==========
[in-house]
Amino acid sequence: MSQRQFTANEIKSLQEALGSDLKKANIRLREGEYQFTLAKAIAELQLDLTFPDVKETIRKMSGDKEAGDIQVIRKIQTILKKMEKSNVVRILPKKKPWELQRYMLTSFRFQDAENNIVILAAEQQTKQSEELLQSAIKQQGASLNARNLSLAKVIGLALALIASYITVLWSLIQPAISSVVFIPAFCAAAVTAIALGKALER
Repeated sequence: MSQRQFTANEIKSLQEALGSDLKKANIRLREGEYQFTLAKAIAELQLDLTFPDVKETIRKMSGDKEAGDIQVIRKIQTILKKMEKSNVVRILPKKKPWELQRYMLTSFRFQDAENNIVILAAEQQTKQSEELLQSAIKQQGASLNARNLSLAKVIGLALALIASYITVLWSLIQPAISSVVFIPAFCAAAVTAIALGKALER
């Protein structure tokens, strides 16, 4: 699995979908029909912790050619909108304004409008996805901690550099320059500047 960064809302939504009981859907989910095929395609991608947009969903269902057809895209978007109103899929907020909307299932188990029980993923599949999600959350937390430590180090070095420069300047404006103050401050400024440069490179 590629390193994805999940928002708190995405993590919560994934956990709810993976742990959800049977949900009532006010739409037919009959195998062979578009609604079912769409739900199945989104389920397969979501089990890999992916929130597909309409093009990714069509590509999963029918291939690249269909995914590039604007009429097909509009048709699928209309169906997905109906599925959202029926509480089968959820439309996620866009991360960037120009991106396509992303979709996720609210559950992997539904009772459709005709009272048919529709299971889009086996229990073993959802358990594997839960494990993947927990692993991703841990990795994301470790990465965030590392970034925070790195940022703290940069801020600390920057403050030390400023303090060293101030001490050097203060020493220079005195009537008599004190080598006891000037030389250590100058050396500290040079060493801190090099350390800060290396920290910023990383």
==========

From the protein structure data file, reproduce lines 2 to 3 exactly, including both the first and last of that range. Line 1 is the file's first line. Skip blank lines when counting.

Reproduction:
Amino acid sequence: MSQRQFTANEIKSLQEALGSDLKKANIRLREGEYQFTLAKAIAELQLDLTFPDVKETIRKMSGDKEAGDIQVIRKIQTILKKMEKSNVVRILPKKKPWELQRYMLTSFRFQDAENNIVILAAEQQTKQSEELLQSAIKQQGASLNARNLSLAKVIGLALALIASYITVLWSLIQPAISSVVFIPAFCAAAVTAIALGKALER
Repeated sequence: MSQRQFTANEIKSLQEALGSDLKKANIRLREGEYQFTLAKAIAELQLDLTFPDVKETIRKMSGDKEAGDIQVIRKIQTILKKMEKSNVVRILPKKKPWELQRYMLTSFRFQDAENNIVILAAEQQTKQSEELLQSAIKQQGASLNARNLSLAKVIGLALALIASYITVLWSLIQPAISSVVFIPAFCAAAVTAIALGKALER